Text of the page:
NEW YORK, Nov. 1, 2011 /PRNewswire-USNewswire/ -- Children's Health Fund (CHF) is pleased to announce MetLife Foundation's support of its national oral health initiative, Healthy Kids, Healthy Smiles.
MetLife Foundation's $500,000 grant will help support oral health care for low-income and homeless children and families primarily via mobile dental clinics in New York City, Los Angeles, Dallas and Washington, D.C. The funding will support a 65 percent increase in services over the previous year.
"Children living in poverty face tremendous barriers in access to dental health care. If left untreated, tooth decay can become extremely painful, making it difficult for children to concentrate in class, and can even lead to missed school days," said CHF Executive Director Karen Redlener. "MetLife Foundation's generous donation will help ensure that thousands of children have the dental care they need to prevent these painful and potentially dangerous oral health conditions."
CHF's mobile dental clinics travel in tandem with mobile medical clinics to community-based sites, such as schools, public housing, early education programs and homeless shelters to provide care directly to children in need. As part of CHF's coordinated and comprehensive service delivery, children receive health education and preventive oral health care, in addition to emergency dental services.
"MetLife is pleased to support the Healthy Kids, Healthy Smiles initiative to help increase access to oral health care for children and families," said Dennis White, president and CEO of MetLife Foundation. "Not only will patients receive timely and preventive oral health care, the initiative will also help develop good dental hygiene habits."
The grant will also help establish a training program for CHF medical providers to improve oral health screening procedures and increase fluoride varnish application, an innovative way to increase access to preventive oral health for children.
Oral health services are an integral part of comprehensive health care. Dental caries, also known as tooth decay, is the most common chronic childhood disease, and can affect eating, speaking, self-esteem and learning. In extreme cases, it can cause severe infection, requiring hospitalization. An estimated 51 million hours of school are missed each year due to dental problems*.
Many children living in poverty lack access to oral health care services due to transportation, insurance and other barriers. In the United States, tooth decay impacts 25 percent of preschoolers and 50 percent of youth aged 12 to 15, and rates are even higher for children living in poverty.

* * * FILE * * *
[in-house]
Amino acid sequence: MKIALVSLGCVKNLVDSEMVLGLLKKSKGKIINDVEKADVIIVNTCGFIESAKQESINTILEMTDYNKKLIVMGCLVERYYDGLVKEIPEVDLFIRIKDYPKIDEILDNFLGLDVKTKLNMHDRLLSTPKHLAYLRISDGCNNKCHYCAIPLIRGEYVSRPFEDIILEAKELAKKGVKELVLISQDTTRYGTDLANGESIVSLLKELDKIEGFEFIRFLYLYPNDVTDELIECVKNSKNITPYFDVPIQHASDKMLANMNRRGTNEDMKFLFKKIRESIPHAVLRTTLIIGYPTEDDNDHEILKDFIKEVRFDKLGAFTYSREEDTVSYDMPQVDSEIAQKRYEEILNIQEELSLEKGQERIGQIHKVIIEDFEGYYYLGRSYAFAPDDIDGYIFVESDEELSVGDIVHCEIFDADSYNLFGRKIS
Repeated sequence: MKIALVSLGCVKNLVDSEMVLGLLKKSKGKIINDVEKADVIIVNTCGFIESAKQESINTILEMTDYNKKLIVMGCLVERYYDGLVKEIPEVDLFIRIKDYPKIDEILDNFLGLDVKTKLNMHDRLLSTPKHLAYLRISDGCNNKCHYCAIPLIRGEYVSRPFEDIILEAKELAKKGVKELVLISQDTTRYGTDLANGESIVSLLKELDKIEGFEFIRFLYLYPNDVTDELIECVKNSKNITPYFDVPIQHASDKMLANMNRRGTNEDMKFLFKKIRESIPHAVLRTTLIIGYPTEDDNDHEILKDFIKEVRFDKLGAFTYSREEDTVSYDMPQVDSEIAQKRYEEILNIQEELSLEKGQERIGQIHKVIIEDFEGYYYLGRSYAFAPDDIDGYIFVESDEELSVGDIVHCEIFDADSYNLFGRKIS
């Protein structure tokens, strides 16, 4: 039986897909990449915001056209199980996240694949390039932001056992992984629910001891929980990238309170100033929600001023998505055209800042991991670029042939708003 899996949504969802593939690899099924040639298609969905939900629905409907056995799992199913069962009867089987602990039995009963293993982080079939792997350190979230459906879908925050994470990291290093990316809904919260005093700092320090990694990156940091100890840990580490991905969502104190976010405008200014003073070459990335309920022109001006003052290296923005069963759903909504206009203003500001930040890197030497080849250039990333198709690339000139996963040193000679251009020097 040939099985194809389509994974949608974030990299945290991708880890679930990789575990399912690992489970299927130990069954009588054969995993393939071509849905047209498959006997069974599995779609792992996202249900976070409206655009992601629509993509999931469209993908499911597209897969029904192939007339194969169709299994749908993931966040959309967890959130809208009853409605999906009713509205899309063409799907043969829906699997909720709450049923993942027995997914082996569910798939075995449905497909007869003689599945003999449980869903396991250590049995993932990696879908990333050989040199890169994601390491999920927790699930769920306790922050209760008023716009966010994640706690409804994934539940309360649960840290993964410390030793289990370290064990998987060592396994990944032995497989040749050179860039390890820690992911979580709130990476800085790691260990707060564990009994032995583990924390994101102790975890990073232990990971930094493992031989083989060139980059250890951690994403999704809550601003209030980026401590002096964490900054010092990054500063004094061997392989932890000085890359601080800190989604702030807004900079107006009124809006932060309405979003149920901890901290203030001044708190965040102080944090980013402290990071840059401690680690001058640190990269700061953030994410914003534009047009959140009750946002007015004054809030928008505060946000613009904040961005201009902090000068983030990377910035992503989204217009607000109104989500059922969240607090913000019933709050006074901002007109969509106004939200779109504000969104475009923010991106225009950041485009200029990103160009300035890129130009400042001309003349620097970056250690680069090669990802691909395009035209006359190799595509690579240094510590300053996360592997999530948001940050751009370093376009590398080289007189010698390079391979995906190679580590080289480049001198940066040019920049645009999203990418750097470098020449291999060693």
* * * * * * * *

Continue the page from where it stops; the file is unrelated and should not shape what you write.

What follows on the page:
Children's Health Fund
Founded in 1987 by singer/songwriter Paul Simon and pediatrician/advocate Irwin Redlener, MD, Children's Health Fund (CHF) is the nation's leading pediatric provider of mobile-based health care for homeless and low-income children and their families. CHF's mission is to bring health care directly to those in need through the development and support of innovative medical programs, response to public health crises, and the promotion of guaranteed access to health care for all children. CHF currently has 50 mobile medical clinics serving hundreds of locations across the country. Over the past 23 years, the organization has supported more than two million health care visits for disadvantaged children, often in places where doctors and health care providers are in short supply. For more information about CHF, visit www.childrenshealthfund.org.
About MetLife Foundation
MetLife Foundation was established in 1976 to carry on MetLife's longstanding tradition of corporate contributions and community involvement. The Foundation is committed to building a secure future for individuals and communities worldwide. Through programs focusing on empowering older adults, preparing young people and building livable communities, MetLife Foundation increases access and opportunities for people of all ages. Since it was established, MetLife Foundation has made more than $500 million in grants and $75 million in program related investments. For more information visit www.metlife.org
* Dental, Oral and Craniofacial Data Resource Center Oral Health, 2002 Annual Report
SOURCE Children's Health Fund